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I'm creating a new table which is related to a Contacts table (where I store first name, last name etc).

The table has:

int Id  (PK, Identity)
int ContactId  (FK)
int Type (this identifies whether the following is an email, tel, fax etc.)

nvarchar(40) [I need a name for this one]

The nvarchar field is basically storing either abc@abc.com, or +1 567 555-2934 x 12, or whatever else somebody would enter as a way to contact somebody else. Email, Phone, IM Name, Fax Number etc.

I have no idea how to name that field, or the table containing this stuff. I can't name it "emailAddress" as it may be a phone number and vice versa. And I don't want to name it "emailOrPhoneOrXYZ" of course.

Any idea?

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10 Answers 10

I had a similar problem with a table at the sysytem I'm currently developing.

So we named the table ContactComplements and the field simply Value.

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+1 I'd go with 'Value', plain, simple and serves the purpose. –  Rashmi Pandit Jun 9 '09 at 9:19

Well, I might start by renaming "Id" and "type" - those aren't very descriptive. How about "ContactInfoID" and "ContactInfoType". The final field could then be reasonably titled "ContactInformation".

You're right that you shouldn't use a silly name like "emailOrPhoneOr...", because that prohibits you from storing additional types of contact information in the future.

Also consider that a tinyint is likely more than large enough for your "type" field, provided that your rdbms supports tinyints.

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I'm using Id and ContactId because I'm using DTOs and LINQ which already name what it is (class name) and ContactInfo.ContactInfoId would then duplicate it. ContactInfo.Id is better. Regarding tinyint you're right, I'm actually using tinyint but didn't wnat to clutter up the example as it wouldn't be relevant to the question. Thanks anyways! Now I just need an answer on how to name THAT field that I asked about :) –  Alex Jun 7 '09 at 4:04
Right, so are you OK with calling it "ContactInformation"? It's very descriptive, and clearly indicates what the field contains. I tend to be opposed to generic column names like "Value" or "Detail" and the like - they don't exactly explain what kind of value or detail you're looking at, and one could wrongly imply that the "Value" in this table relates to the "Value" in another table - which almost certainly would not be the case. –  Aaron Alton Jun 7 '09 at 4:10

In the context of a Contacts table you can consider Detail for the field.

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Ideally, when designing relational databases, you should avoid storing different types of information in the same field when possible.

One thing to consider, there are times where it makes sense to denormalize your data, you should may want to consider that in this situation. (see http://en.wikipedia.org/wiki/Denormalization)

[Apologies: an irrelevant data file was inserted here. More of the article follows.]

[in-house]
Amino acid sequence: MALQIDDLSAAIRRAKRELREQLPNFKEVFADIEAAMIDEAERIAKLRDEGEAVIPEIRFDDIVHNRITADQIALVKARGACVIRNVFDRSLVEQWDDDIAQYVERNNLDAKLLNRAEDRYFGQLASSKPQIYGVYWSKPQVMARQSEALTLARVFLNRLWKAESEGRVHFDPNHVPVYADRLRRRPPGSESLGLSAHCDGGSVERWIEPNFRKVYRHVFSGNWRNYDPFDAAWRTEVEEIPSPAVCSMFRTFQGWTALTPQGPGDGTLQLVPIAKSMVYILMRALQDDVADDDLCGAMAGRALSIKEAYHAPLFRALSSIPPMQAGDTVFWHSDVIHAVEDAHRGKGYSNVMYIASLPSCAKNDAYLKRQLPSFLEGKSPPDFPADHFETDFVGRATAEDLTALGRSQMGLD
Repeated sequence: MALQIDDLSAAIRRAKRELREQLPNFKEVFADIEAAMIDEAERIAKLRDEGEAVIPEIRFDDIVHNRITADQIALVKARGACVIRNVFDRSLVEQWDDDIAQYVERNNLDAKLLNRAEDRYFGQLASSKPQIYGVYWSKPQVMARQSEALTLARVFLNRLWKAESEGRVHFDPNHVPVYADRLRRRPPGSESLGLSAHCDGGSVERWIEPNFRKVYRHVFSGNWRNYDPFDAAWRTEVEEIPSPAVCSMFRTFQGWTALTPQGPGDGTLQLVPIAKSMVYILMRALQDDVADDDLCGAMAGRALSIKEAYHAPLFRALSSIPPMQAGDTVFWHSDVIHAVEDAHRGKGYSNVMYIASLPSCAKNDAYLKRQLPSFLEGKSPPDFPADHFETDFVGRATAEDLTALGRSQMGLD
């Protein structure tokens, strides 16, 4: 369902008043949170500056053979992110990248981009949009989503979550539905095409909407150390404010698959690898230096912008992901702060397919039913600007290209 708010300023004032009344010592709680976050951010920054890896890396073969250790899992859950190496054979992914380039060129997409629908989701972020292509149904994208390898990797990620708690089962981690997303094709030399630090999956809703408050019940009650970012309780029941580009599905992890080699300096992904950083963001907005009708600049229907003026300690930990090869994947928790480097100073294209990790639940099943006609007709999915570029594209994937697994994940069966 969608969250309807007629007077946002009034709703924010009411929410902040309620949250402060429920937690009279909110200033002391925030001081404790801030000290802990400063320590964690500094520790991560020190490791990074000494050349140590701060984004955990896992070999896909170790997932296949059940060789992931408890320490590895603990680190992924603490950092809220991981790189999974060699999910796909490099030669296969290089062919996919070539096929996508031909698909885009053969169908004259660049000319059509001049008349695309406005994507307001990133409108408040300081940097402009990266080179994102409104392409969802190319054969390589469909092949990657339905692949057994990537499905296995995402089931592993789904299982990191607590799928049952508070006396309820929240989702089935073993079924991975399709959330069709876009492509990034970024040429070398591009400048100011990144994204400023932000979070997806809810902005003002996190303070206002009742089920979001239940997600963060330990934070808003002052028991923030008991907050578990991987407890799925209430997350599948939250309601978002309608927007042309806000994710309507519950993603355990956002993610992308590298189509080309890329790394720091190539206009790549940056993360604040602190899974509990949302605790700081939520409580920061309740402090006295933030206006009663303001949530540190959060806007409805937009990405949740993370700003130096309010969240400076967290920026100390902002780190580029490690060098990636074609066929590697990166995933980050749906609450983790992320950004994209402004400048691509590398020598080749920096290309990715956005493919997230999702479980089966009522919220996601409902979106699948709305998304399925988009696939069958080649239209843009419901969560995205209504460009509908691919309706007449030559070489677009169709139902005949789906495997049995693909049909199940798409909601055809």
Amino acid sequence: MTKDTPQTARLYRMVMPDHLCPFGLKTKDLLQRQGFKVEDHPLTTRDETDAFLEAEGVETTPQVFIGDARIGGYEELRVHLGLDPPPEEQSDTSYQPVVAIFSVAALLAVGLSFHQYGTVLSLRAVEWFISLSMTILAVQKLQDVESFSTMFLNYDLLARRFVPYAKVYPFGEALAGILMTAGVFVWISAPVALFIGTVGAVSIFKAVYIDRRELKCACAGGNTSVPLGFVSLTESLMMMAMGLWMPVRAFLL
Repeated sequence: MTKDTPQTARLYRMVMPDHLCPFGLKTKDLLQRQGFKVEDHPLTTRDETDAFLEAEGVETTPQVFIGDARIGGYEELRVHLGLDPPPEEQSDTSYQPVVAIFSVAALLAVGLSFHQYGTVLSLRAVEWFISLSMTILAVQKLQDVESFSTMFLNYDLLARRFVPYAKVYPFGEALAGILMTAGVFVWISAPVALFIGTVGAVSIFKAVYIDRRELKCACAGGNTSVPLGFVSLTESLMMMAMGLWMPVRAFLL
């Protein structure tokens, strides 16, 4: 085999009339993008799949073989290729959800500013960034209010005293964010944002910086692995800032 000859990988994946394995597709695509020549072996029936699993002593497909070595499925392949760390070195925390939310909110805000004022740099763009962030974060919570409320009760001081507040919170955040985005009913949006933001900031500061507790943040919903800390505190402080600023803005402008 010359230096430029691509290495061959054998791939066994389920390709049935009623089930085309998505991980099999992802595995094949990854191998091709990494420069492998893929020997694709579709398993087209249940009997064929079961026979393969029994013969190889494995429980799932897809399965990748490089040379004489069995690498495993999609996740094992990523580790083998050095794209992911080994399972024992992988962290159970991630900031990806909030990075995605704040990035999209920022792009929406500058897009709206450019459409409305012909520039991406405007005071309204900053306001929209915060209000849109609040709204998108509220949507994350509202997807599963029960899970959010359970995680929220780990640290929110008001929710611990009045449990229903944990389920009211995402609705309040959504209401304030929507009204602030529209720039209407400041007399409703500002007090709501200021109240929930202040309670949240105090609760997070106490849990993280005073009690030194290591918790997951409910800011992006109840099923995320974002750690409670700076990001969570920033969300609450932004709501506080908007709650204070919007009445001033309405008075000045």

At a minimum, I think it would make sense to use at least 2 tables, one for Email/IM and one for phone. For the email/IM table, add flags indicating if the address was Email or IM (or both if both flags set), as yahoo and others use email as the IM ID.

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--table-per-class strategy:

table ContactItem
    column Id --pkey

table ContactItemEmail
    column Id --pkey, fkey ContactItem.Id
    column Email

table ContactItemPhone
    column Id --pkey, fkey ContactItem.Id
    column Phone
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+1 this way you don't need to have an arbitrary limit on the length (e.g. 12 for the phone number, 255(?) for email, etc) and can even implement different validation constraints for each table, plus you no longer need a Type discriminator; only problem might be it would be tricky to enforce the fact that ContactItem must have exactly one ContactItemEmail or ContactItemPhone. –  Jeffrey Kemp Jun 8 '09 at 7:08

I'd name the table ContactDetails and the field ContactString.

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I would just name it Contact. It's generic enough that it could apply regardless of the actual type of information contained therein but also implies that it's used for contacting someone.

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As you are maintaining key/value pairs that are associated with your CONTACT table, you could name it CONTACT_PROPERTIES. 'Value' would be as good a name as any for the field in question.

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Presumably this is a free text element with no associated domain value validation i.e. user could type anything in here and it would be an acceptable value. In our data dictionary we tend to call these 'notes'.

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